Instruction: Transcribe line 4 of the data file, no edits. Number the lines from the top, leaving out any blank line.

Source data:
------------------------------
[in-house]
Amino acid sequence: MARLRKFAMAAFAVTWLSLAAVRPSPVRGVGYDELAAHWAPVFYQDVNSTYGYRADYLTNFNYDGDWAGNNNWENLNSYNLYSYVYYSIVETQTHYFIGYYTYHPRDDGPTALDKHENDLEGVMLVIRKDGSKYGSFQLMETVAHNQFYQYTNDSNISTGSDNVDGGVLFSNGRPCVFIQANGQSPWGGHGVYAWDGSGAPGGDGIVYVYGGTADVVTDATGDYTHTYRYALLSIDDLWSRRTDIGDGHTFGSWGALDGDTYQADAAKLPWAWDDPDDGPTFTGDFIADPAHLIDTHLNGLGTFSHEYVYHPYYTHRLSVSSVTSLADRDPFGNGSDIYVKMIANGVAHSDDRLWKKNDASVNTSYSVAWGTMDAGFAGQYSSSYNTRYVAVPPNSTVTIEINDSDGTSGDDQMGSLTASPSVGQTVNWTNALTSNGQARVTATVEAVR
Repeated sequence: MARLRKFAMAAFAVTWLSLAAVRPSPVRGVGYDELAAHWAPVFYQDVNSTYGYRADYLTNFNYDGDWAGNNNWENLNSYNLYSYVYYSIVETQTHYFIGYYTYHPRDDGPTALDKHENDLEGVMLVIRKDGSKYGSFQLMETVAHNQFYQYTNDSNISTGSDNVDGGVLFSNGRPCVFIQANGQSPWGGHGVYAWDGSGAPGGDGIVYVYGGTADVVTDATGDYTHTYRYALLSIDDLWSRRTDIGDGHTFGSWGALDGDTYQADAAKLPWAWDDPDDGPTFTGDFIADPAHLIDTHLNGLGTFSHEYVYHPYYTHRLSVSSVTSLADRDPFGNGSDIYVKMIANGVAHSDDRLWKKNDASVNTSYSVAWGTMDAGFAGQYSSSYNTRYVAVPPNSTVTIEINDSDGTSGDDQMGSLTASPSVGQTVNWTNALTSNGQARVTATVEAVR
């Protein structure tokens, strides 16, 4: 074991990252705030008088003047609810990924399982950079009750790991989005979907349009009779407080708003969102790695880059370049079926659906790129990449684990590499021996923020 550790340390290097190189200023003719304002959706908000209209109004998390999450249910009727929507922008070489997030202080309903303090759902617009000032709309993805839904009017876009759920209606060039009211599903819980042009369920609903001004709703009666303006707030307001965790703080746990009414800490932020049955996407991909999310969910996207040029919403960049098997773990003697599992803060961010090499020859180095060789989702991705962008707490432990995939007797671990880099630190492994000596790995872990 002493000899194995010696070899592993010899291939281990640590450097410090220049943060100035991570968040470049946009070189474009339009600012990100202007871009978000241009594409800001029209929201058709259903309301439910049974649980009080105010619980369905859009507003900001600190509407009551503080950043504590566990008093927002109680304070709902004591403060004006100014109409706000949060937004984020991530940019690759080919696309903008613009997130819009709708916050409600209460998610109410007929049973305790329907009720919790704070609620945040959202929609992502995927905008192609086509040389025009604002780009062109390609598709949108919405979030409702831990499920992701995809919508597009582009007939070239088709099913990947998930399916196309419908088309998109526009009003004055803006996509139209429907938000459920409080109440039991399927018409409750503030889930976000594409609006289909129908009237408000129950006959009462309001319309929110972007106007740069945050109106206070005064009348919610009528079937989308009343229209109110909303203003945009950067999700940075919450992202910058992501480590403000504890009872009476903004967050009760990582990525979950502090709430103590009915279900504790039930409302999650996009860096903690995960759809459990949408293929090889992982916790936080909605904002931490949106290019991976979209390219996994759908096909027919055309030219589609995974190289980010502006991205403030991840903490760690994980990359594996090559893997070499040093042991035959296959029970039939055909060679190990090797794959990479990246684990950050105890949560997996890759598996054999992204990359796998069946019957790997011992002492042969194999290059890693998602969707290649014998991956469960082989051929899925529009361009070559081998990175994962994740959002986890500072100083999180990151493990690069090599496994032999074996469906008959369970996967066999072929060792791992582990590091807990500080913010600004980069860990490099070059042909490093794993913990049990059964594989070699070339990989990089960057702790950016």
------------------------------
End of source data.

């Protein structure tokens, strides 16, 4: 074991990252705030008088003047609810990924399982950079009750790991989005979907349009009779407080708003969102790695880059370049079926659906790129990449684990590499021996923020 550790340390290097190189200023003719304002959706908000209209109004998390999450249910009727929507922008070489997030202080309903303090759902617009000032709309993805839904009017876009759920209606060039009211599903819980042009369920609903001004709703009666303006707030307001965790703080746990009414800490932020049955996407991909999310969910996207040029919403960049098997773990003697599992803060961010090499020859180095060789989702991705962008707490432990995939007797671990880099630190492994000596790995872990 002493000899194995010696070899592993010899291939281990640590450097410090220049943060100035991570968040470049946009070189474009339009600012990100202007871009978000241009594409800001029209929201058709259903309301439910049974649980009080105010619980369905859009507003900001600190509407009551503080950043504590566990008093927002109680304070709902004591403060004006100014109409706000949060937004984020991530940019690759080919696309903008613009997130819009709708916050409600209460998610109410007929049973305790329907009720919790704070609620945040959202929609992502995927905008192609086509040389025009604002780009062109390609598709949108919405979030409702831990499920992701995809919508597009582009007939070239088709099913990947998930399916196309419908088309998109526009009003004055803006996509139209429907938000459920409080109440039991399927018409409750503030889930976000594409609006289909129908009237408000129950006959009462309001319309929110972007106007740069945050109106206070005064009348919610009528079937989308009343229209109110909303203003945009950067999700940075919450992202910058992501480590403000504890009872009476903004967050009760990582990525979950502090709430103590009915279900504790039930409302999650996009860096903690995960759809459990949408293929090889992982916790936080909605904002931490949106290019991976979209390219996994759908096909027919055309030219589609995974190289980010502006991205403030991840903490760690994980990359594996090559893997070499040093042991035959296959029970039939055909060679190990090797794959990479990246684990950050105890949560997996890759598996054999992204990359796998069946019957790997011992002492042969194999290059890693998602969707290649014998991956469960082989051929899925529009361009070559081998990175994962994740959002986890500072100083999180990151493990690069090599496994032999074996469906008959369970996967066999072929060792791992582990590091807990500080913010600004980069860990490099070059042909490093794993913990049990059964594989070699070339990989990089960057702790950016």